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Viruses are hitching a ride with commuters on the nation’s roads and railways, adding to the chaotic movement that makes seasonal outbreaks difficult to track and contain.
In a study published Thursday in PLOS Pathogens, researchers at Emory University tracked genetic variations in two strains of influenza between 2003 and 2013. They concluded that states highly connected by ground transit tended to have similar genetic variations of the flu, and they matched their findings with illness case data that showed closely timed epidemic peaks in those states. The researchers believe ground transit connectivity may be a better indicator of where a disease is likely to spread than air travel connections or even geographic proximity, though they say both remain important factors.
The US Interstate Commuter Network shows the number of people traveling daily between states for work. Courtesy of Bozick, CC-BY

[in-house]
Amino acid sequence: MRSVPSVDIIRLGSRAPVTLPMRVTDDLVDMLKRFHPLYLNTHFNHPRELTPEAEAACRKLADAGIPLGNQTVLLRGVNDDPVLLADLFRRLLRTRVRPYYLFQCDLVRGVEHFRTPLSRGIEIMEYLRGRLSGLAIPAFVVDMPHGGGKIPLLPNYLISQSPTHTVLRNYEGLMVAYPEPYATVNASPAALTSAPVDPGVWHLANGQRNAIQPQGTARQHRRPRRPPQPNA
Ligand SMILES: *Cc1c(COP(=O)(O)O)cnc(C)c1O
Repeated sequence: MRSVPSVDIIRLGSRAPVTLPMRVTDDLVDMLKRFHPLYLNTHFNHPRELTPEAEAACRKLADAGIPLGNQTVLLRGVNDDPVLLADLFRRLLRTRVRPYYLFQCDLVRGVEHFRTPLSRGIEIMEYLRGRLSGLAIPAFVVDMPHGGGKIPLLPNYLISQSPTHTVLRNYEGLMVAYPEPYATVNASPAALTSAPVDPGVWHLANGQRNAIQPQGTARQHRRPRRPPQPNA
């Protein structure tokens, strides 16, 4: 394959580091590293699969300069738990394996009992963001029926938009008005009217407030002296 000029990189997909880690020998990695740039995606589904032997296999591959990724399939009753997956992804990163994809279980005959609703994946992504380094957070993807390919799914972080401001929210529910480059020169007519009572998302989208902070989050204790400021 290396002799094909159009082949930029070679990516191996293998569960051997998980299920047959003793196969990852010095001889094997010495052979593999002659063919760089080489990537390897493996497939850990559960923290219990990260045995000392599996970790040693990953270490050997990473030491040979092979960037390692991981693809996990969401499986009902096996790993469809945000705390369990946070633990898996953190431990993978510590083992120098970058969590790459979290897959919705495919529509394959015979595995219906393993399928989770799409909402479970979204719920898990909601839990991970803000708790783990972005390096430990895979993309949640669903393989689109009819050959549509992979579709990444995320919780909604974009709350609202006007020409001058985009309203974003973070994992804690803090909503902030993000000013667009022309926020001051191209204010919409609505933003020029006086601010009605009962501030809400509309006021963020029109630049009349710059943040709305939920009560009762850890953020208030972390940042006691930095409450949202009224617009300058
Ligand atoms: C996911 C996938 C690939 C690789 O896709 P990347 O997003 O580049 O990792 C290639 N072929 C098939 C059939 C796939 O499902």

Modern transport networks complicate the movement of viruses: In the past, contagion moved person to person and village to village, resulting in “wave-like patterns” of genetic variation that correspond to geographic distance, the report says. But with 3.8 million people in the United States taking ground transportation across state borders each day and 1.6 million doing so by air, the spread of illness has become far more chaotic: Transcontinental flights help foster bicoastal outbreaks, while well-traveled commuter corridors between Kansas and Missouri may mean those states share illnesses as neighboring areas go unscathed.
Researchers found that “commuting communities,” divided into colored regions, tended to span state borders. Travelers carried influenza along with them. Courtesy of Bozick, CC-BY
The researchers hope their study, which they believe to be the first of its kind at the scale of the continental United States, will help epidemiologists better understand influenza’s seemingly unpredictable spread.
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